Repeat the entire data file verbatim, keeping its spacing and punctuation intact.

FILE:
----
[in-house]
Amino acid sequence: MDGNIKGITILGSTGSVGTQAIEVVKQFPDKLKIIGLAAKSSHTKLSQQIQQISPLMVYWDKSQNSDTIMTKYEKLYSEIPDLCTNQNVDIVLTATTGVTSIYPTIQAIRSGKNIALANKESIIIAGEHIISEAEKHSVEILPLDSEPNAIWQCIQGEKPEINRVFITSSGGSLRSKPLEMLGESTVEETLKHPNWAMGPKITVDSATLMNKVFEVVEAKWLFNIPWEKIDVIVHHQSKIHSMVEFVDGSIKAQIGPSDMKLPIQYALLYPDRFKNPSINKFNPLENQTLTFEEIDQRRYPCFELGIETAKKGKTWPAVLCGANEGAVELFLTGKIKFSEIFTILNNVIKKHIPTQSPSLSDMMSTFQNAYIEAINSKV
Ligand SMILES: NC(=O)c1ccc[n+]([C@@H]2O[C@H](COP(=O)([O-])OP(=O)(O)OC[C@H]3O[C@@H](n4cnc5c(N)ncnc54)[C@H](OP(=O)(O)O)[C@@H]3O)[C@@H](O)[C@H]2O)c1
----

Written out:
[in-house]
Amino acid sequence: MDGNIKGITILGSTGSVGTQAIEVVKQFPDKLKIIGLAAKSSHTKLSQQIQQISPLMVYWDKSQNSDTIMTKYEKLYSEIPDLCTNQNVDIVLTATTGVTSIYPTIQAIRSGKNIALANKESIIIAGEHIISEAEKHSVEILPLDSEPNAIWQCIQGEKPEINRVFITSSGGSLRSKPLEMLGESTVEETLKHPNWAMGPKITVDSATLMNKVFEVVEAKWLFNIPWEKIDVIVHHQSKIHSMVEFVDGSIKAQIGPSDMKLPIQYALLYPDRFKNPSINKFNPLENQTLTFEEIDQRRYPCFELGIETAKKGKTWPAVLCGANEGAVELFLTGKIKFSEIFTILNNVIKKHIPTQSPSLSDMMSTFQNAYIEAINSKV
Ligand SMILES: NC(=O)c1ccc[n+]([C@@H]2O[C@H](COP(=O)([O-])OP(=O)(O)OC[C@H]3O[C@@H](n4cnc5c(N)ncnc54)[C@H](OP(=O)(O)O)[C@@H]3O)[C@@H](O)[C@H]2O)c1